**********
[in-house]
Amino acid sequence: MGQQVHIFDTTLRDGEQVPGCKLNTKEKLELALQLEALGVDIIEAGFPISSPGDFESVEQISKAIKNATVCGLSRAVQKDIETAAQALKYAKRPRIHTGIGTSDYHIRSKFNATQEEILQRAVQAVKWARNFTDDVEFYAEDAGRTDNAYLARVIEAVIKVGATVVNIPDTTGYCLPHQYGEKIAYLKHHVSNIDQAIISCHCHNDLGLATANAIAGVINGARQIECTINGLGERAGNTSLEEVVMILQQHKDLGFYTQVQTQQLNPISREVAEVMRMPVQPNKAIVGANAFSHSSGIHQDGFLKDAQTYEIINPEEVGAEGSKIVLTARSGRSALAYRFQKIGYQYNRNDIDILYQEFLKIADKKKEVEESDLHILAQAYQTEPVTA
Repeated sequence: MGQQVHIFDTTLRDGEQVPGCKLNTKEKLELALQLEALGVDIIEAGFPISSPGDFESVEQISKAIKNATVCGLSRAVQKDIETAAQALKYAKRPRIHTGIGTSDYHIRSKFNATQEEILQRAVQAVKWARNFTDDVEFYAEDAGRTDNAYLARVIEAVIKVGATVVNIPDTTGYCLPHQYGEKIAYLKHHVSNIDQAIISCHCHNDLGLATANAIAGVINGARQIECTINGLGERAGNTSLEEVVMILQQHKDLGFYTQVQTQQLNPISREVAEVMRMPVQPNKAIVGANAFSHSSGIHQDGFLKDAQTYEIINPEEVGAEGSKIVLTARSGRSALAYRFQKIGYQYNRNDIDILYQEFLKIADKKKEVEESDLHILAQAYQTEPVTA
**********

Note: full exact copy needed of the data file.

[in-house]
Amino acid sequence: MGQQVHIFDTTLRDGEQVPGCKLNTKEKLELALQLEALGVDIIEAGFPISSPGDFESVEQISKAIKNATVCGLSRAVQKDIETAAQALKYAKRPRIHTGIGTSDYHIRSKFNATQEEILQRAVQAVKWARNFTDDVEFYAEDAGRTDNAYLARVIEAVIKVGATVVNIPDTTGYCLPHQYGEKIAYLKHHVSNIDQAIISCHCHNDLGLATANAIAGVINGARQIECTINGLGERAGNTSLEEVVMILQQHKDLGFYTQVQTQQLNPISREVAEVMRMPVQPNKAIVGANAFSHSSGIHQDGFLKDAQTYEIINPEEVGAEGSKIVLTARSGRSALAYRFQKIGYQYNRNDIDILYQEFLKIADKKKEVEESDLHILAQAYQTEPVTA
Repeated sequence: MGQQVHIFDTTLRDGEQVPGCKLNTKEKLELALQLEALGVDIIEAGFPISSPGDFESVEQISKAIKNATVCGLSRAVQKDIETAAQALKYAKRPRIHTGIGTSDYHIRSKFNATQEEILQRAVQAVKWARNFTDDVEFYAEDAGRTDNAYLARVIEAVIKVGATVVNIPDTTGYCLPHQYGEKIAYLKHHVSNIDQAIISCHCHNDLGLATANAIAGVINGARQIECTINGLGERAGNTSLEEVVMILQQHKDLGFYTQVQTQQLNPISREVAEVMRMPVQPNKAIVGANAFSHSSGIHQDGFLKDAQTYEIINPEEVGAEGSKIVLTARSGRSALAYRFQKIGYQYNRNDIDILYQEFLKIADKKKEVEESDLHILAQAYQTEPVTA